Compared to other “topping off” events, the one held for the Hilton San Diego Bayfront Hotel on Jan. 25 was no different than most.
Politicians, community leaders and corporate executives showed up to talk about how happy they were that the much-anticipated project was coming to fruition, and when it was done, construction workers were back on the job.
Typically, a topping off, which commemorates hoisting the topmost beam on a structure, along with ribbon cuttings and grand openings, doesn’t grab headlines or sound bites, since the real news happened earlier. For the sake of accuracy, that particular beam was put in place more than a month ago.
Construction is ahead of schedule, and the event focused on placing the hotel’s logo, albeit temporarily, atop the 30-story, 1,190-room property, which stands on 12.8 waterfront acres near Eighth Avenue and Harbor Drive. The site was previously home to Campbell Shipyard.
While the hotel is expected to open its doors in November, its official opening date is January 2009, said Hilton’s area vice president, Karima Zaki. Being ahead of schedule is no small task for a project that, to date, has involved 1.5 million man-hours of labor, 112,000 tons of rebar, 55,000 cubic yards of concrete and 4,000 tons of steel since it broke ground two years ago.
Part Of The News
But that’s just part of the news that led up to the recent fete. The San Diego Business Journal broke the story that financing for the $348 million development , long on the drawing boards , was nearly a done deal in October 2005. The package was completed three months later.
The new Hilton is one of the largest convention center hotels in the country to be built without municipal funding. However, San Diego Unified Port District (the new hotel sits on port property), which agreed to a rent reduction of $46.5 million to be applied during the first 11 years of operation, is investing a hefty sum. From then on, the agency expects to receive about $7.8 million in annual rent. The lease runs for 66 years.
San Diego National Bank provided a construction loan of $245 million. An additional $100 million in equity capital was provided by the hotel’s owners, Hilton Hotels Corp. of Beverly Hills and ING Clarion, which has its headquarters in New York. Portman Holdings of Atlanta and Phelps Program Management of Aurora, Colo., are the developers.
Projections are that three years after opening, the hotel will gross as much as $96.5 million annually, and as much as $165 million annually by the time it is in its 14th year, said Michael Bixler, chairman of the Port District’s board of commissioners.
Based on the $96.5 million figure, the city would receive about $10 million annually from a 10.5 percent hotel room tax, he added.
Zaki said that “January is going to be a gang-buster month for the hotel.”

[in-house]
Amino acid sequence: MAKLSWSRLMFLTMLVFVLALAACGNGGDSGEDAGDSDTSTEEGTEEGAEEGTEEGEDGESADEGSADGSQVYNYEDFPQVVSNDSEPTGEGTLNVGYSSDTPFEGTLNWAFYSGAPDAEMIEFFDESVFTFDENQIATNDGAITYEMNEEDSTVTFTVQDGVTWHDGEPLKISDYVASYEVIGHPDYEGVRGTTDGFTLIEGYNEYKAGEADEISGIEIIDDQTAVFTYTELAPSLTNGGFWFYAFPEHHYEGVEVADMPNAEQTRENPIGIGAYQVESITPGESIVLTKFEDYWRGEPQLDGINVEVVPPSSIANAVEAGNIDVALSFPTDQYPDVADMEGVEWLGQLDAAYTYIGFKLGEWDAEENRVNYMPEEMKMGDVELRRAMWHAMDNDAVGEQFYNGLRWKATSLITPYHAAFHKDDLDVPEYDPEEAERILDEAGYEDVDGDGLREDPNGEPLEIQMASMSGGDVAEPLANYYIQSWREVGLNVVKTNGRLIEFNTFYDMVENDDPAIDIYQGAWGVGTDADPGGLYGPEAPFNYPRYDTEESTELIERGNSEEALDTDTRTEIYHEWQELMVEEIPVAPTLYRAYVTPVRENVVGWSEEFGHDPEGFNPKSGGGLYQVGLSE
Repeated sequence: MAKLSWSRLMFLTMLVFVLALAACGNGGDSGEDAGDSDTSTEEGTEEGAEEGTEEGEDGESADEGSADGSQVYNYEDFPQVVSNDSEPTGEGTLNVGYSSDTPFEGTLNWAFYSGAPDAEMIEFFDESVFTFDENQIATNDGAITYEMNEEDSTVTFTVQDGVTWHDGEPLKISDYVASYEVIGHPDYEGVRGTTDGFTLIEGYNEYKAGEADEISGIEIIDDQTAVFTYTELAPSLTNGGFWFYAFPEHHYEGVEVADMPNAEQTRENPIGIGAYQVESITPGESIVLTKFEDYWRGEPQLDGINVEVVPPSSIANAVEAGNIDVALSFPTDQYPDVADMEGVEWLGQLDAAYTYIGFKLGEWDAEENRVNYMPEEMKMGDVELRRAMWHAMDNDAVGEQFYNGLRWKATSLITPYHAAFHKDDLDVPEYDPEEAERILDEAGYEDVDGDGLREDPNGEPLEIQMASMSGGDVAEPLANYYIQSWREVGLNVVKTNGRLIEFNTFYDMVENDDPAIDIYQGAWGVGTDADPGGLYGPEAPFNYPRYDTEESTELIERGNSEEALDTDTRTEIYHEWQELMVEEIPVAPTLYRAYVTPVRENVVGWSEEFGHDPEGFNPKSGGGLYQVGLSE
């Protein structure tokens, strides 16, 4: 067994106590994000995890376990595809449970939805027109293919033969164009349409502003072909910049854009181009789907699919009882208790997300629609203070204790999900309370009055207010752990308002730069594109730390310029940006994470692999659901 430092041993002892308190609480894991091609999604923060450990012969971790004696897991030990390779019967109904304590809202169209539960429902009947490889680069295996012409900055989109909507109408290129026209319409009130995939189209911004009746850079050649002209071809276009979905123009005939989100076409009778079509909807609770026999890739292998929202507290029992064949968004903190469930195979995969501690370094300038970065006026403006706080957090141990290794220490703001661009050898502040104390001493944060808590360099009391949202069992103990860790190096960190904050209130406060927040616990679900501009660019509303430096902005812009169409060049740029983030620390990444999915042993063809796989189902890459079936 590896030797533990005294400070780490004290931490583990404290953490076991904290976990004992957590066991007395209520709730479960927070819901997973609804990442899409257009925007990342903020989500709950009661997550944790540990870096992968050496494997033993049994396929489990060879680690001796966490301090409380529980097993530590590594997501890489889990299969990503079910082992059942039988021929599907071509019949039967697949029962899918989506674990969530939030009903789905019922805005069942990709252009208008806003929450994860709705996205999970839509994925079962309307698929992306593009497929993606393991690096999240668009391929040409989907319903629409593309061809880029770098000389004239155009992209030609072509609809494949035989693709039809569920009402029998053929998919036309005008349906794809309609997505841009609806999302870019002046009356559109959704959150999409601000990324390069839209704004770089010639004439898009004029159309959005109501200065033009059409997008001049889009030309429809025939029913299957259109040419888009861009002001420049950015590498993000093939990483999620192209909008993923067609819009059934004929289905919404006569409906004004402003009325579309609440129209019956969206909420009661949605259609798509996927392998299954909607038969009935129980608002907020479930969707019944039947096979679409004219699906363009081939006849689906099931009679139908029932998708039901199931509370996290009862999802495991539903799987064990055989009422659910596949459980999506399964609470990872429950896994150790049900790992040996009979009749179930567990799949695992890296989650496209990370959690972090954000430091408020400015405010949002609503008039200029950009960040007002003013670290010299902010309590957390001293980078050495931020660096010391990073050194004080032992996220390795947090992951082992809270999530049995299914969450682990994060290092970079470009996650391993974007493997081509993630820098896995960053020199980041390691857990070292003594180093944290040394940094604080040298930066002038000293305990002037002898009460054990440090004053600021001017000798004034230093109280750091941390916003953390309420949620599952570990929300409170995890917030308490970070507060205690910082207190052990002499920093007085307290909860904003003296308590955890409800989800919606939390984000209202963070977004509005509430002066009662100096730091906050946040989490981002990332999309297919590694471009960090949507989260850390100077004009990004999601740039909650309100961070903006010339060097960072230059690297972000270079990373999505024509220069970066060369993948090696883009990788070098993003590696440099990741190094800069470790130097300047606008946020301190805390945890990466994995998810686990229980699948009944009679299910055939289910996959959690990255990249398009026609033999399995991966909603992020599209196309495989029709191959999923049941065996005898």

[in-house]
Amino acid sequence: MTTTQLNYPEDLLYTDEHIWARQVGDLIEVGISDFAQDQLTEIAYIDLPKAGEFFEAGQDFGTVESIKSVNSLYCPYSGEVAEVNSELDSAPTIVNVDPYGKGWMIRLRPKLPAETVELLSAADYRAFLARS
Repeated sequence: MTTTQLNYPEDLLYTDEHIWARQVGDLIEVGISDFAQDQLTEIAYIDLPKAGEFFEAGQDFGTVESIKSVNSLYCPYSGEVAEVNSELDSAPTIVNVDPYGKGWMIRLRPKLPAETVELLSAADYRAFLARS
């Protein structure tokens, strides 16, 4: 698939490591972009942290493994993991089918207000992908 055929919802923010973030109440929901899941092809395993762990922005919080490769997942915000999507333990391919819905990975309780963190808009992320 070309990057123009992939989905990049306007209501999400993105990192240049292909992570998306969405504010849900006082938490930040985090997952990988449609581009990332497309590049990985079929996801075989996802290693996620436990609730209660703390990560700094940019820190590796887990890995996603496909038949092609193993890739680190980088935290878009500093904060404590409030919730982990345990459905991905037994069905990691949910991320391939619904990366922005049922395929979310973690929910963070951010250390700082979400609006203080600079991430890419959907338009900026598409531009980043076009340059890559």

“We have solid business on the books. We’re ahead of per forma with 450,000 room nights booked from 2009 and beyond, with some as far ahead as 2015.”
By room nights, she was referring to the total number of nights for which individual rooms have been booked.
Zaki declined to cite rack rates.
Steve Johnson, vice president of community affairs for the San Diego Convention Center Corp., which operates and sells space at the 2.6 million-square-foot facility near the Hilton, said that aside from adding the missing piece in the puzzle that makes it possible to hold large citywide conventions simultaneously, it also enhances the possibility of luring labor and trade union business. As a rule, the unions hold events in cities such as San Francisco where their members are able to stay in unionized hotels.
The Manchester Grand Hyatt Hotel with 1,625 rooms and the San Diego Marriott Hotel & Marina with 1,345 rooms are the two largest convention hotels downtown. According to Robert Speck, Hilton’s regional director for sales and marketing, most of the workers involved in building the Hilton Bayfront belong to unions, and the hotel signed a neutrality agreement, meaning that it will not interfere with the unions trying to gain members among its work force. The hotel is expected to provide 1,000 new jobs.
To date, it has booked rooms for members of the National Education Association who are coming to town for a convention in July 2009, followed by the International Association of Firefighters in August 2010 and the Laborers International Union, also in August 2010.
Of the three, the largest is the NEA, which will bring 7,000 members to town for four nights.
The Hilton Bayfront, designed by Atlanta-based John Portman & Associates, includes 165,000 square feet of meeting and event space, a 7,300-square-foot spa, 3,000 square feet of retail space, a business center, swimming pool, three restaurants and a 4.3-acre park capable of accommodating 15,000 people for outdoor meetings and events. An adjacent parking structure has space for 2,000 vehicles.
Meanwhile, the hotel’s original moniker, Hilton San Diego Convention Center Hotel, was changed “because we actually had a customer or two that wanted a hotel that was not in a convention center,” Speck said.
“We had to explain that it was not in the convention center, but just adjacent,” he added. “We know the groups are going to come, but the thought was to jazz up the name to attract leisure business. We didn’t think Hilton San Diego Convention Center Hotel would look real great on a wedding invitation.”